Jordan Peele's 'Us' is a Creepy Tale That Sadly Mirrors Our Reality

On May 25, 1986, approximately 6.5 million Americans stood hand in hand forming a human chain that stretched from New York to California for an event called Hands Across America. It was a fundraiser project from USA for Africa (the same people who produced the “We Are the World” single the year before) in hopes of raising $100 million to fight hunger and homelessness. The hope was that everyone who participated would donate $10 for the cause. Families stood and sang together for 15 minutes. And then it was over.

I had trouble remembering if Hands Across America really happened or if it was a gimmick for the film when the original commercial for the event flashed on the big screen during the opening of Us. I only vaguely remember the event, which might have to do more with the fact that I have lived in Washington State my whole life and we weren’t involved in the project. I doubt that I’m the only one and I suspect that was also some of Jordan Peele’s reasoning as well whe…

‘Midnight, Texas’ is a Strange Place to Visit

Review of "Midnight, Texas."
 (l-r) Peter Mensah as Lemuel, Arielle Kebbel as Olivia, Parisa Fitz-Henley as Fiji
(Photo by: Cathy Kanavy/NBC)


Among NBC’s other summer fare of America’s Got Talent, World of Dance and American Ninja Warrior, the new scripted series, Midnight, Texas, looks out of place. Yes, the special effects are very impressive for a TV show, but like the residents who live there, this show is probably best suited for a unique audience.

Based on the book series by Charlaine Harris (who’s other book series inspired the True Blood TV series) the show is a mishmash of genres including horror, sci-fi, fantasy, mystery and some soap opera thrown in for good measure. Sort of like if you put The Sixth Sense, X-Men, Dracula and Days of Our Lives in a blender, Midnight Texas is what you would get.

The pilot opens with Manfred (Francois Arnaud) opening the door to his faithful client. He tells her that he has to raise his fees and she assures him that he is worth every penny. The camera then shows the door of his bedroom leading the viewer to believe that he works as a gigolo, but in fact, he actually works as a physic and good one at that. In the middle of their session, the woman’s dead husband appears not too happy to hear about her new dating life, possesses Manfred and all hell breaks loose. This is your first clue that the viewer is in for a wild ride and a huge warning to people like myself that this is not your kind of show.

So, apparently, Manfred likes to think of himself as a fraud but he clearly isn’t. He has a knack for communicating with dead people. When he packs up his belongings in his RV to skip town, his dead grandmother Xylda (Joanne Camp) hitches a ride. She tells him about the town of Midnight Texas and how it would be a good place for her grandson to lay low for a while. This couldn’t be further from the truth.

Review of "Midnight, Texas."
Manfred (Francois Arnaud)
The town of Midnight is said to “sit on a veil between the living and hell” according to NBC. Although some of the residents seem friendly, this is an angry place and one that seems bent on offending Christians. There is the spooky Rev. Emilo Sheehan (Yul Vazquez) who seems well aware of the supernatural events that surround his town, but isn’t fazed by them. He is quite fond of his pet cemetery for some reason. Fiji Cavanaugh (Parisa Fitz-Henley) is described by one of the local police officers as being either a witch or a lesbian. (This seems rather harsh and I wouldn’t be surprised if this police officer will later be viewed as a self-righteous Christian, but I’m only speculating.) Joe Strong (Jason Lewis) sprouts wings and is described by NBC as being an angel who works doing the day as a tattoo artist. It is implied that he has a gay relationship with a beautician. He tells that same police officer about how some of the locals frown upon his lifestyle but he doesn’t judge others because that’s the “Christian way.” Lemuel (Peter Mensah) is a blue-eyed African American vampire who works the “night shift” at Bobo’s (Dylan Bruce) pawn shop. Olivia (Arielle Kebbel) is a mysterious assassin and Creek (Sarah Ramos) is a writer who seems the most normal of the bunch but is said to find out that her family is harboring a secret.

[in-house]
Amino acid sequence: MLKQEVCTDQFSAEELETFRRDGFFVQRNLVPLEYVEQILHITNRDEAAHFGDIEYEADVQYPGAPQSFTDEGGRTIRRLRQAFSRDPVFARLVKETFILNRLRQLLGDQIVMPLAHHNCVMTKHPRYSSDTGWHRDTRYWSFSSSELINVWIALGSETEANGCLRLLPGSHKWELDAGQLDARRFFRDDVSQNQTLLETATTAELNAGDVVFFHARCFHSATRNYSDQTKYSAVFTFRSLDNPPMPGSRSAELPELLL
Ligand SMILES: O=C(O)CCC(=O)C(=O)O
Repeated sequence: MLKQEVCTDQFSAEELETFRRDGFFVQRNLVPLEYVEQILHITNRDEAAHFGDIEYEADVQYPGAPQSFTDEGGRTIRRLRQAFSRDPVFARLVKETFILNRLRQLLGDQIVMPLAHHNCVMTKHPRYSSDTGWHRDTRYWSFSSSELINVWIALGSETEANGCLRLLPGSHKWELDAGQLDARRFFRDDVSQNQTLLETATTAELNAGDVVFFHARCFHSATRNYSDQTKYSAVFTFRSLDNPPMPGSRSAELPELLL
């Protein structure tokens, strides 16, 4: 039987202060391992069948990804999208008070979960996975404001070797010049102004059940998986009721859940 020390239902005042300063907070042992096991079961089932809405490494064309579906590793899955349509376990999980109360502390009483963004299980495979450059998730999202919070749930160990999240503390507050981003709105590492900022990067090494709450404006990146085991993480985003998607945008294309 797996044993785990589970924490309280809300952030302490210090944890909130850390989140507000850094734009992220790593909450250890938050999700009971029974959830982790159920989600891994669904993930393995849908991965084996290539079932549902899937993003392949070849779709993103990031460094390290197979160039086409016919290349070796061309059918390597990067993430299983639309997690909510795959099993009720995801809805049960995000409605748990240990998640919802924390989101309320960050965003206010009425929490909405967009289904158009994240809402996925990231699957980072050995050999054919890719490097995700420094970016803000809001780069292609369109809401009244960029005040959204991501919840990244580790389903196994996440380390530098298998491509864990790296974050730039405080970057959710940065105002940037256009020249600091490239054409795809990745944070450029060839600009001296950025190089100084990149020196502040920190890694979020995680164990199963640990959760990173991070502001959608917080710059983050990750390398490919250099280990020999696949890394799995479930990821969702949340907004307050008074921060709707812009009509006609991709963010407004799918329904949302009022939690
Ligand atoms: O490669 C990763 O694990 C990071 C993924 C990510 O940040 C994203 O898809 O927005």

Review of "Midnight, Texas."
Francois Arnaud as Manfred, Yul Vázquez as Rev. Sheehan
Manfred has barely arrived then a dead body has washed up onto shore. Since he can talk to dead people, she arrives in his new home wanting to chat. She’s also brought a few friends with her as well. He attempts to communicate with them by using a Ouija board.

So, essentially, Midnight is a town for outsiders, dead or alive, who don’t fit in with what we consider “normal” society. The townfolk band together to fight off the deadly “satanic” biker gang and local police in order to keep living their lives in peace. Uh-huh.

This isn’t my kind of show not only because of the subject matter and tone, but also because the storytelling seems sloppy. It seems that the show is giving away too much of the mystery elements too soon. However, you can judge for yourself as Midnight, Texas premieres tonight and continues each Monday at 10:00 p.m. on NBC.


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